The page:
FREETOWN, Sierra Leone (AP) — A Sierra Leone soldier has tested positive for Ebola but he is not a member of and had no contact with a battalion of peacekeepers waiting to deploy to Somalia, a government spokesman said Tuesday.
The case underscores the precautions being taken to minimize the spread of the dreaded, fatal disease, and the risks inherent in the movement of people.
Doctors Without Borders, meanwhile, said Tuesday that 16 of its staff members have been infected with Ebola and that nine have died. The toll highlights the high risk of caring for Ebola patients even at well-equipped and properly staffed treatment centers.
The troops were supposed to relieve a battalion already serving with an African Union mission to protect the Somali government and fight al-Shabab militants. The replacement’s deployment was put on hold this summer when the Ebola outbreak in West Africa spiraled out of control.
Earlier this month, Osman Keh Kamara, Sierra Leone’s ambassador to Ethiopia, where the AU has its headquarters, pleaded for the new battalion be allowed to rotate in and relieve their compatriots, saying the ones in Sierra Leone had been held in isolation for four months and screened for Ebola.
In recent days, the African Union agreed to that request, an official with the military mission said Tuesday. He insisted on anonymity because he is not the force’s spokesman.
It was unclear if the announcement of the Ebola case would throw the deployment into doubt again. A Sierra Leone government spokesman stressed that the two are unrelated.
The soldier became ill while working at a military facility in Bengwema, near Sierra Leone’s capital of Freetown, and has been admitted to a military hospital, according to Abdulai Bayraytay, a spokesman with Sierra Leone’s Ministry of Information. Meanwhile, the Somali-bound troops were being held in isolation at a separate facility in Hastings, near the capital.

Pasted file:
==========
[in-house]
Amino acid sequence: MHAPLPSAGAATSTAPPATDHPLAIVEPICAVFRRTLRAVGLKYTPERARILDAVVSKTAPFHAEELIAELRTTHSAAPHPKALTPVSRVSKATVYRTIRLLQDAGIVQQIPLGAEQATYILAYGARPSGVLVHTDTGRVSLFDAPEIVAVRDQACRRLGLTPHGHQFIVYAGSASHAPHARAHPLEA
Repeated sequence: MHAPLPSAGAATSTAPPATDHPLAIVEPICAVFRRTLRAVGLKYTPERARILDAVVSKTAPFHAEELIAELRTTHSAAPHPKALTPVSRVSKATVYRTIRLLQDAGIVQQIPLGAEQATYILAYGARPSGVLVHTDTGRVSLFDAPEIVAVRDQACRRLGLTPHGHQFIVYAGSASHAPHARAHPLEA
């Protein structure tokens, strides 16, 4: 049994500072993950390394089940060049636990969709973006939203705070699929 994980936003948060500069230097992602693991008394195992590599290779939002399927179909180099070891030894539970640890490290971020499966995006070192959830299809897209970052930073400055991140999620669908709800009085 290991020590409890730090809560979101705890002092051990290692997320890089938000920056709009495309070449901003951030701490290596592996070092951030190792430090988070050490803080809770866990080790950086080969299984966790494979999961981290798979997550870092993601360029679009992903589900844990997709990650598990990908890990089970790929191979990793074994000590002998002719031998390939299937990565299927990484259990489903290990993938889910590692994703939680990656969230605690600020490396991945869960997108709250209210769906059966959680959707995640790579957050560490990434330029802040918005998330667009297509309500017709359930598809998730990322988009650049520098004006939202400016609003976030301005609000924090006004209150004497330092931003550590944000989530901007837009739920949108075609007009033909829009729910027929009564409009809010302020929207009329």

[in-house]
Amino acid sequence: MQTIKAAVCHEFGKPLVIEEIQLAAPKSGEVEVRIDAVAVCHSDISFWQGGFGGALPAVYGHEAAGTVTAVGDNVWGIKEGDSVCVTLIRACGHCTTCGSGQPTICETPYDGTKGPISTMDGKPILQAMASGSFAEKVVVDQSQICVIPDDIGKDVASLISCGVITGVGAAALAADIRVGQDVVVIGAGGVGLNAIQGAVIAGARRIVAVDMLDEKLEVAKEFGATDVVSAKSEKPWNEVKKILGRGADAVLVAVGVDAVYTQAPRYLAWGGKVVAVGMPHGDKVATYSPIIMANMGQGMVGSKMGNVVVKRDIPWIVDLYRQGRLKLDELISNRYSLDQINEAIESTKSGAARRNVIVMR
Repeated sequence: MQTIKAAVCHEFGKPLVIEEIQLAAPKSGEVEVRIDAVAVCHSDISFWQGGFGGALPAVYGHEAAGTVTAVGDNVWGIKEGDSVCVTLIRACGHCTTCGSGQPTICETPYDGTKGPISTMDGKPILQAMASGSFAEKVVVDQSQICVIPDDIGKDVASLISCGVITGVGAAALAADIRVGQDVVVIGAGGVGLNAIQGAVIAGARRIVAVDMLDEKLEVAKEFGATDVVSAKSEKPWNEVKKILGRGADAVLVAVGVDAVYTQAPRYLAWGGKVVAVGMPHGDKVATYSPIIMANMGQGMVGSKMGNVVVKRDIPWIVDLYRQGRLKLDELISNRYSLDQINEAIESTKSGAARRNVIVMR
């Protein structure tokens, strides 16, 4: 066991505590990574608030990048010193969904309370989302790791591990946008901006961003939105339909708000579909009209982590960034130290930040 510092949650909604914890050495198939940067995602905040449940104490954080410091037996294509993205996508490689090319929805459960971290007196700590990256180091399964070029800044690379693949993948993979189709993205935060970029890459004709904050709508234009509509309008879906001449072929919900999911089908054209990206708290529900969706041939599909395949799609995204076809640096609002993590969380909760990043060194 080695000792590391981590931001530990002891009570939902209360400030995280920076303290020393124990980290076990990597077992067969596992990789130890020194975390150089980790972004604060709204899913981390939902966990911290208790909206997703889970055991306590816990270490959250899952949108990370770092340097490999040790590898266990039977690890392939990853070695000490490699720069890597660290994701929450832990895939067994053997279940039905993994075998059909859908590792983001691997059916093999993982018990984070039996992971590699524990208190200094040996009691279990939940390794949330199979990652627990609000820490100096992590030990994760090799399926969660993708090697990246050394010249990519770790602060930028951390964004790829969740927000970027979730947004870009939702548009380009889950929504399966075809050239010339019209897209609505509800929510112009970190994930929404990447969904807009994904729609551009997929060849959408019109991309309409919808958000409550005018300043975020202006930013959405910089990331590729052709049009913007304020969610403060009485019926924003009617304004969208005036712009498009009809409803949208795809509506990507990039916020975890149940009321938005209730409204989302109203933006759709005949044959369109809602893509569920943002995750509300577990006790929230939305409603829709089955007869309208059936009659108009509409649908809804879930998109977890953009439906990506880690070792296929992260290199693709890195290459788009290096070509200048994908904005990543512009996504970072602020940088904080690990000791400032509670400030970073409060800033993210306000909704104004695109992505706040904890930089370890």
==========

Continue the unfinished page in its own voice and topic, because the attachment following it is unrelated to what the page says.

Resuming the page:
“This one case has no contact absolutely with the 850 troops on standby,” he said.
The Ebola outbreak that was first identified in March has devastated Guinea, Liberia and Sierra Leone. More than 4,400 deaths have been linked to Ebola so far and even that may be an underestimate, according to the World Health Organization.
Health workers have been particularly hard hit by the outbreak. Ebola is spread through contact with bodily fluids, so doctors and nurses and family members of the sick are the most at risk of catching the disease.
Doctors Without Borders told reporters it desperately needs more help to keep up with the outbreak.
“Where is WHO Africa? Where is the African Union?” asked Sharon Ekambaram, the head of Doctors Without Borders in South Africa, who worked in Sierra Leone from August to September. “We’ve all heard their promises in the media but have seen very little on the ground.”
The African Union has promised to send at least 100 health workers and other personnel to the hardest-hit countries; it said about 30 have gone to Liberia and Sierra Leone so far.
Juli Switala, a South African pediatrician with Doctors Without Borders, said her team made the difficult decision not to resuscitate babies who were not newborn out of fear that staff may be infected by bodily fluids. The clinic in the town of Bo in Sierra Leone similarly decided to turn away pregnant women because childbirth poses a greater risk to staff.
Switala says her country’s high death rate at the height of the HIV/AIDS pandemic prepared her for her work with Ebola, even though the loss of her patients is at a more rapid rate.
“The hardest part is that you never get a break from thinking about Ebola,” said Switala, who returns to Sierra Leone in a few days.